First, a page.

Chief Executive David Corchia added that obtaining financing was taking more effort and time but remained possible and he said renewable energy measures in U.S. President Barack Obama's stimulus plan offered incentives to build new projects in the country where a third of EDF EN's wind farms are located.
Corchia confirmed EDF EN, which is 50-percent owned by mainly nuclear power producer EDF, would reach its target of operating worldwide 4,000 megawatts (MW) of renewable energy capacity by 2012 against 1,564 MW at end 2008.
He brushed aside risks linked to the global credit crunch, which has made it much harder for wind farm developers to find financing for their capital-intensive projects.
"Our 4,000 MW target is not at risk.
We have enough cash, corporate facilities and negotiations with bankers to say that 2009 will not be an issue for a 2012 target," he said, adding though that negotiating with lenders was now rather painful.
"This is taking an insane amount of time. Where we were negotiating with one bank, we are now talking to four or five. Where it was taking three months, it now takes eight or nine."
"We are able to negotiate eight or nine months and not accept unacceptable conditions, but this situation... could put to death weaker independent developers," Corchia said, adding though that this could make it easier to make acquisitions.
Corchia said EDF EN, which has a market value of 2.3 billion euros, may invest just over 1 billion euros in projects in 2009 of which 75 percent in wind power.
"We've made almost no acquisition. Could this change today? Yes as we start seeing the opportunity to acquire turbines at prices below usual contracts, and buy back projects at their cost of development, not at very high prices anymore."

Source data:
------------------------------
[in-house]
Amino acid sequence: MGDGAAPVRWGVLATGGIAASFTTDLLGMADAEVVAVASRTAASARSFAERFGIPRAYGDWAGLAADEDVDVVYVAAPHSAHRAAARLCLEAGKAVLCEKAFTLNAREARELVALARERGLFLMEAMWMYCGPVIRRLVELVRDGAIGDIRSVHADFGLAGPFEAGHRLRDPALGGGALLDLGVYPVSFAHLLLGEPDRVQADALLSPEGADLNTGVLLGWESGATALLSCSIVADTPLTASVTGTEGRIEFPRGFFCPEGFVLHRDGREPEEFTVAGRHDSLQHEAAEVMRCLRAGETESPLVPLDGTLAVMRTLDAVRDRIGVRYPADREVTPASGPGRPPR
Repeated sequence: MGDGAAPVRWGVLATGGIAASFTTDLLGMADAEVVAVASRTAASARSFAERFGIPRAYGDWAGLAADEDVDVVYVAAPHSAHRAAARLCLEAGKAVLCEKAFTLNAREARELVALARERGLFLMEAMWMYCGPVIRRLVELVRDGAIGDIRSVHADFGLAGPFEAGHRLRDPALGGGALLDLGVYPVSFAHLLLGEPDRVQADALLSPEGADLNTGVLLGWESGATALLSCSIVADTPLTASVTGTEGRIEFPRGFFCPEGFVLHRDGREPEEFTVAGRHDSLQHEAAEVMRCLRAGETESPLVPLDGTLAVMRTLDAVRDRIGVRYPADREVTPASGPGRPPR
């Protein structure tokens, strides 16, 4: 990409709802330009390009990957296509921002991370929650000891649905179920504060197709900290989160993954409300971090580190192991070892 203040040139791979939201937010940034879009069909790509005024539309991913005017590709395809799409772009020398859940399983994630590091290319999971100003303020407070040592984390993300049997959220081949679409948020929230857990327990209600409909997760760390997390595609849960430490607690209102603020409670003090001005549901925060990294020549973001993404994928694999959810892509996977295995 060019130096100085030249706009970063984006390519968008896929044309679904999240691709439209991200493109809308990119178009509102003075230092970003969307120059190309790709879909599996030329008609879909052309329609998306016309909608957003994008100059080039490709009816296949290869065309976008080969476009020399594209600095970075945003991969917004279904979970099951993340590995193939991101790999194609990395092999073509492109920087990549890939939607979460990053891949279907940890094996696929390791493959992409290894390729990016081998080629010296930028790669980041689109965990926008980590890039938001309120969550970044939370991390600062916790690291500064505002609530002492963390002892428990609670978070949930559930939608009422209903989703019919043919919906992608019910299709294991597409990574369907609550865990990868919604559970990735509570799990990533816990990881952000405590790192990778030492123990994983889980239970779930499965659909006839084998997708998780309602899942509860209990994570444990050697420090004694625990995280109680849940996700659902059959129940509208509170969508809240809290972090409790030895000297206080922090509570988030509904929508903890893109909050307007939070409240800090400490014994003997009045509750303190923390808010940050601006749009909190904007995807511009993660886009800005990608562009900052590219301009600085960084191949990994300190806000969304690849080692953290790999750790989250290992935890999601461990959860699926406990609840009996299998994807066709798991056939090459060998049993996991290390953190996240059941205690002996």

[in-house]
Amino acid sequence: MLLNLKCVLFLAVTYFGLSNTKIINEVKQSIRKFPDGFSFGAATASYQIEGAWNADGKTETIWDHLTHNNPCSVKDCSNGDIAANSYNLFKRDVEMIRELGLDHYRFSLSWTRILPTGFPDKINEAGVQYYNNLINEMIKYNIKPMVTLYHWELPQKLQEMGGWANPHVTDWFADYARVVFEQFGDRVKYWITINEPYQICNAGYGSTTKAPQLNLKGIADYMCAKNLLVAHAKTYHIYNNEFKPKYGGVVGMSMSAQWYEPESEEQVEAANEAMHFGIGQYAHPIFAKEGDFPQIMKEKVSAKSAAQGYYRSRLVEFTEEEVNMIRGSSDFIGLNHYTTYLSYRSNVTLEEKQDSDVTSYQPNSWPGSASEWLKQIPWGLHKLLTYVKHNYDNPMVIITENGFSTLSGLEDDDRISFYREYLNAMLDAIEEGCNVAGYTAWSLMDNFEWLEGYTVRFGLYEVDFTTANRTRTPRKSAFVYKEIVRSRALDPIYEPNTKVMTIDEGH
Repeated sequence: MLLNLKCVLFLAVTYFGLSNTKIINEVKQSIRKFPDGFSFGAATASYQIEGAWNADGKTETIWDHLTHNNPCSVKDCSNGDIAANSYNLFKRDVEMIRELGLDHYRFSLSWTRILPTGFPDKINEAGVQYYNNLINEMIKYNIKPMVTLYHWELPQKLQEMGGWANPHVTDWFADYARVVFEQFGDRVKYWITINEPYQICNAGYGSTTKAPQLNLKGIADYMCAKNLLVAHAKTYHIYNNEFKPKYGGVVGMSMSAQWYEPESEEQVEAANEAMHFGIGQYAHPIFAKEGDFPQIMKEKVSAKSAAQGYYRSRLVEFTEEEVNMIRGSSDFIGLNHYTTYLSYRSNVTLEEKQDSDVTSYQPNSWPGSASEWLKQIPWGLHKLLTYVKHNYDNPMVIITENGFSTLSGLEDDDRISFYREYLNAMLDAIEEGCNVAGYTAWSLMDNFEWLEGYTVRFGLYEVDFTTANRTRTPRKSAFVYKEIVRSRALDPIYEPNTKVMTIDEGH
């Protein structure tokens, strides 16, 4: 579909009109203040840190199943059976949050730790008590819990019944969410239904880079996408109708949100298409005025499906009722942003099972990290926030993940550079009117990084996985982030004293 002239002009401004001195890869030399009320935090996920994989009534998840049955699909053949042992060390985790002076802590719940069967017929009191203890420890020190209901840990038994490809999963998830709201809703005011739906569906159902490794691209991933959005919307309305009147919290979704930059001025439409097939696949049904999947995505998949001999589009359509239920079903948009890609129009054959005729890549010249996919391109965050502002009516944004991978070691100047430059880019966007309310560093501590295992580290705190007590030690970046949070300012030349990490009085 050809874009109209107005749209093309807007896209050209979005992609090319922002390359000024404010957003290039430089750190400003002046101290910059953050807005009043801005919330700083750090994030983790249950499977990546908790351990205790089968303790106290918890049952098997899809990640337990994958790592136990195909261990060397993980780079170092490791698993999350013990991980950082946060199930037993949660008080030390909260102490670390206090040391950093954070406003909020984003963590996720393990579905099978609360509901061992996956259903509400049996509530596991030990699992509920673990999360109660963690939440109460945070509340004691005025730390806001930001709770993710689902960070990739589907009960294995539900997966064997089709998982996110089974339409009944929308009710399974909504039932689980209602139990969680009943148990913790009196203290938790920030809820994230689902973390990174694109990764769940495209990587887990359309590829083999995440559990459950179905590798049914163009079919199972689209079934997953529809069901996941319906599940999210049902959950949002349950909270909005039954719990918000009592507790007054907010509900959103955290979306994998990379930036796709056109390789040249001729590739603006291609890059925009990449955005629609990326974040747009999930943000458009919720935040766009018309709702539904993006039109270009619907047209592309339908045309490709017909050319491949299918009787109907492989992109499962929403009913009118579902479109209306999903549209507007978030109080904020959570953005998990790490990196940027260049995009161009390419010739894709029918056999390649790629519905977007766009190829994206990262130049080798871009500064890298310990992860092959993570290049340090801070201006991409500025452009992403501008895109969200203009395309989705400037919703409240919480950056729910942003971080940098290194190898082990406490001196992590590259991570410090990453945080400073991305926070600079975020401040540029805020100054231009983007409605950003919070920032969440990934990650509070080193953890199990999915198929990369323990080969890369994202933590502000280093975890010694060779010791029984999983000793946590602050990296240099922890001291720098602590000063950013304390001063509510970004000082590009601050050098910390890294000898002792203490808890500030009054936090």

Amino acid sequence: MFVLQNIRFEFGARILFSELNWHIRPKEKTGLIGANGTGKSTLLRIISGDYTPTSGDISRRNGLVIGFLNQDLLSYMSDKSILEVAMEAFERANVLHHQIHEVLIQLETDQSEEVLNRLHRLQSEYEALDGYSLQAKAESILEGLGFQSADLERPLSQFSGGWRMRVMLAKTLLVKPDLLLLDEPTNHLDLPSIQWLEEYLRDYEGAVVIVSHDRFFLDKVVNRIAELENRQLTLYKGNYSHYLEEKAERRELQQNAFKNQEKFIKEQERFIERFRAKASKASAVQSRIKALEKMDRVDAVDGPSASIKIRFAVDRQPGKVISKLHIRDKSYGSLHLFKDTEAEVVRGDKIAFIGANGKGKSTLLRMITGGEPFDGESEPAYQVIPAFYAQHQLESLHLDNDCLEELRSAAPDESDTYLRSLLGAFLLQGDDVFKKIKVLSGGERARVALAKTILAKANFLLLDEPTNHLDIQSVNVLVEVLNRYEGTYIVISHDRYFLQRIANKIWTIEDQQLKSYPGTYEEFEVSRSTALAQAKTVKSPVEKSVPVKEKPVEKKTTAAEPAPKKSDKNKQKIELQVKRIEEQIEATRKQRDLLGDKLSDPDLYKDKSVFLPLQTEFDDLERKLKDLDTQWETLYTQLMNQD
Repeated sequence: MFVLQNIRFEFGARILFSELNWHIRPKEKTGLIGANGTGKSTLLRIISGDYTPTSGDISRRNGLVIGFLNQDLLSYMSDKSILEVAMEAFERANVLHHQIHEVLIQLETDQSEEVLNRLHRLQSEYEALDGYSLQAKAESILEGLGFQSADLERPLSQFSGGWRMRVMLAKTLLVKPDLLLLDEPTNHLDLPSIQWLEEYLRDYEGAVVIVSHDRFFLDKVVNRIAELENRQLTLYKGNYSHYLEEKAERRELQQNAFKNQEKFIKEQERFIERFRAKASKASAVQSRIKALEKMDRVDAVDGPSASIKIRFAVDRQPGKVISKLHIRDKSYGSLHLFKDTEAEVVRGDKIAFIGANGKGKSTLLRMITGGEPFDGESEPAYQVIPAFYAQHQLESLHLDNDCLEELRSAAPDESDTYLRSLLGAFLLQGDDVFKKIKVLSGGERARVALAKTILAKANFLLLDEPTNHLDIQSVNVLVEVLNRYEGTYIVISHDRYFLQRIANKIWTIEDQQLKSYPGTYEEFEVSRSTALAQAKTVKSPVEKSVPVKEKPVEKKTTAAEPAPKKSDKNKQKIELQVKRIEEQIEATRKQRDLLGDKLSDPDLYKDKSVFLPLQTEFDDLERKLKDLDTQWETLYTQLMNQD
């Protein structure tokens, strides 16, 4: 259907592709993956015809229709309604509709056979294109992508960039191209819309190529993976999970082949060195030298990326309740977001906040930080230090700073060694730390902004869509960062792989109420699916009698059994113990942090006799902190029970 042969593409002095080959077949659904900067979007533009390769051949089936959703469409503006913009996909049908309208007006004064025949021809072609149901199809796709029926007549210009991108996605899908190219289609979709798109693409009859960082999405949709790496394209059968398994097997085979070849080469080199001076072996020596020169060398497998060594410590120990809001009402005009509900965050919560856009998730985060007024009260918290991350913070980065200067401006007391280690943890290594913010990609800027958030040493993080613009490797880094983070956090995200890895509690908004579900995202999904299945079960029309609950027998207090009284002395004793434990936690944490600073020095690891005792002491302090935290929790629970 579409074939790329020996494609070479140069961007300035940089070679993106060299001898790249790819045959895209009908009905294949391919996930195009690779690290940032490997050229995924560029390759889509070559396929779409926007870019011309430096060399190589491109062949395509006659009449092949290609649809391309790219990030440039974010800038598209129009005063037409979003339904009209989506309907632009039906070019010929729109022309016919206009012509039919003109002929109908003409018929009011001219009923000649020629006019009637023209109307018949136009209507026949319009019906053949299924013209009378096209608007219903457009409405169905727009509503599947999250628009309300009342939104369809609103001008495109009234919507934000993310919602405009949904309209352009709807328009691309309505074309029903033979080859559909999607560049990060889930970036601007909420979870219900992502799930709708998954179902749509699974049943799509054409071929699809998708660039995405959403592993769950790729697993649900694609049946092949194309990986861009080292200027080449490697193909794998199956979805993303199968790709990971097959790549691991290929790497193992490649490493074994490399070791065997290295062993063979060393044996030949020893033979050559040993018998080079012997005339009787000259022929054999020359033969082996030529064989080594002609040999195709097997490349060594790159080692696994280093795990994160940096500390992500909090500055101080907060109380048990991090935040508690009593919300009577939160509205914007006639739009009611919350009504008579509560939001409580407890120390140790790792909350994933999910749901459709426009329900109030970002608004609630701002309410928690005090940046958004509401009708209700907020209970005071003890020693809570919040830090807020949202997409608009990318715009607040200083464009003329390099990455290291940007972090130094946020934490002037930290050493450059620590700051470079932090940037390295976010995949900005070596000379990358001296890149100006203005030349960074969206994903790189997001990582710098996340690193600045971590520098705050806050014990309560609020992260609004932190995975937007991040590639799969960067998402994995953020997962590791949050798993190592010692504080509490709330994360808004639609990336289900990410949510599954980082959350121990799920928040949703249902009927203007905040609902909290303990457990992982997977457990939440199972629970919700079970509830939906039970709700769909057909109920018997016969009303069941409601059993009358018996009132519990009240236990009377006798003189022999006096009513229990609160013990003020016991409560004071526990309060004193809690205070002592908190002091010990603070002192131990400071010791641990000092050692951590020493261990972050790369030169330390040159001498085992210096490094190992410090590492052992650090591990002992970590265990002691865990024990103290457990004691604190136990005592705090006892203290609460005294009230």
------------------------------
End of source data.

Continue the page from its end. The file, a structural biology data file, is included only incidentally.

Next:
Just recently, EDF EN agreed with Canada's SkyPower to buy the renewable energy developer's rights to 180 turbines, but Corchia declined to say how much the French company paid for this.
"There are situations where more fragile developers run the risk of losing their entire down-payment unless they manage to find someone ready to assume their turbine contract. Of course, the acquirers will repay only a portion of the down-payments but at least, they don't lose everything and as potential acquirers we get turbines at a much lower price than contract."
Asked if EDF EN excluded buying a rival, he said: "No, but this is far more complicated than buying projects and not necessarily more profitable." He ruled out a bid for troubled rival Theolia and excluded major solar deals.
He was bullish on the group's prospects in the United States, where new legal incentives include a 3-year extension of tax credits for wind power and the possibility that the U.S. Treasury will repay in cash the equivalent of 30 percent of investments when the wind farm starts producing.
"With his firm decisions, Obama has given us visibility until 2012," Corchia said. "He has given us the keys to go ahead with the projects we had planned but in more serene conditions."
State-backed loans would even speed up the development of wind farms and help achieve a target to double U.S. renewable energy capacities, despite an unprecedented crisis, he said.
Corchia declined to give forecasts for the U.S. market, where it competes with the FPL Group. "We've put 450 MW on line (there) in 2008. There's no reason to do less in 2009."
Some 8,350 MW of new wind power generation came online in the United States in 2008, representing eight coal-fired power plants. This moved the United States past Germany as the world's leading wind power producer. But the 25,000 MW of wind power is only about 1 percent of the country's total power supply.